While the above definitions tend to broaden the meaning of the Bildungsroman, James Hardin, the editor of Reflection and Action, a collection of essays devoted to the Bildungsroman, denounces "loose" and "ahistorical" interpretations of the genre, and many essays in the volume try to use the term Bildungsroman in a more restricted sense, to designate novels in the tradition of Wilhelm Meister. On a closer scrutiny, however, it turns out that the Bildungsroman is a "phantom genre" with at most three novels in the Wilhelm Meister tradition. As far as Goethe's novel is concerned, it was doubted if even this novel would fit into the category of which it is the prototype, which implies that the genre can easily be deprived of its prestigious origin.
The desire of literary criticism created the genre by defining it, yet, at the same time, made the Bildungsroman elusive by the very process of creation and definition. It seems that the reader, searching for its meaning, can hardly get closer to the Bildungsroman as a genre through its definitions. Since genres and genre theories are verbal constructs, they cannot help being figurative. With the (hopeless) intention of getting closer to the Bildungsroman, I will focus (mostly) on one particular text, namely Franco Moretti's The Way of the World, which I found the most elaborate and detailed among the critical texts I am reading in my paper. I will read this text by touching upon some of the points that it promotes as classificatory characteristics of the genre, treating these points as figures which the Bildungsroman as a system of figures consists of, and doing a closer analysis of only two of them, namely Bildung and self.
The starting point of Moretti's narrative is that the Bildungsroman is a grand narrative, the symbolic form of modernity. The basis for this interpretation is that in the 18th century Europe entered the phase of modernity without possessing a culture of modernity, so it became necessary to attach a meaning to modernity. One (symbolic) solution was the identification of the latter as youth which came to be regarded as the most meaningful part of life in this period (p. 4).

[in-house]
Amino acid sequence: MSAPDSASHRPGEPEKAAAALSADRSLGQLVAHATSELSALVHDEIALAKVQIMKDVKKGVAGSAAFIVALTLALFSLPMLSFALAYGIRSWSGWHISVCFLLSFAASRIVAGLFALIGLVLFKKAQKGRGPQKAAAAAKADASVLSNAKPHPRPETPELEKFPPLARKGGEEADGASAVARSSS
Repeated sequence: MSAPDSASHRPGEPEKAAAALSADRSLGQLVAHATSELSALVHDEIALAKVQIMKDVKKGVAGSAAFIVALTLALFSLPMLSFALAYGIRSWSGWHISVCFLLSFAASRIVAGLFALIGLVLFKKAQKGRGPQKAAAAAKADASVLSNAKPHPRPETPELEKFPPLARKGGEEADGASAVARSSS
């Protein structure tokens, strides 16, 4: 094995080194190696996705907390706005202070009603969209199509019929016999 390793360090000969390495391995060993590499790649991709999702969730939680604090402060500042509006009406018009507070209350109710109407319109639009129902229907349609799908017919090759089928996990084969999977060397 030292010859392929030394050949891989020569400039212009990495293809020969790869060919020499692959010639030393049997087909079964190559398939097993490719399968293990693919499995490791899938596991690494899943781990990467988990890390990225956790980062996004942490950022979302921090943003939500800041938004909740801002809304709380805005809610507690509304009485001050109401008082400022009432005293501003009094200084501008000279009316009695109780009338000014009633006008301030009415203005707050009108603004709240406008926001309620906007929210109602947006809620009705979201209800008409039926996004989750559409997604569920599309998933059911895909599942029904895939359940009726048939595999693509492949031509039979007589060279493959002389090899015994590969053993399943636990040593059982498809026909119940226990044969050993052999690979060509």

Moretti attempts to determine the meaning of Bildungsroman by regarding it as a genre which emphasises the possibility of individual development and social integration, and which offers a model for the middle-class youth in these aspects of life. In the Bildungsroman individual development and social integration belong together as part and whole, and at their point of encounter and fulfilment lies maturity. In this conception the painful aspect of socialisation is missing.
It is also necessary that, as a 'free individual,' not as a fearful subject but as a convinced citizen, one perceives the social norms as one's own. One must internalise them and fuse external compulsion and internal impulses into a new unity until the former is no longer distinguishable from the latter. This fusion is what we usually call 'consent' or 'legitimation.' If the Bildungsroman appears to us still today as an essential, pivotal point in our history, this is because it has succeeded in representing this fusion with a force of conviction and optimistic clarity that will never be equalled again.
(p. 16, last two emphases added)
In this interpretation, the Bildungsroman is treated as a sign which successfully represents the fusion of the external and internal, the individual's ability to abolish the difference between the inside and the outside. Thus it seems to be related to symbolic representation which, according to Jonathan Culler, implies "abolishing alienation within man, between man and the world, between objects or forms and meanings... In symbolic operation meaning is seen as something inherent, to be drawn out of the depths of the object itself" (cited by Moretti, p. 61). But, Moretti argues, it is interpretation rather than alienation that is being abolished here. At the end of Wilhelm Meister, for example, Wilhelm has to denounce the position of the interpreter, and give up intellectual autonomy if he wants his story to have a "univocal, definitive, and totalizing meaning," given, in fact, by the Tower Society, that is, an external force which actually wrote Wilhelm's story (p. 62). The abolishment of alienation and interpretation presupposes the integrity and continuity of the personality, as well as the assumption that the process of integration can be represented, the story of internalisation can be told.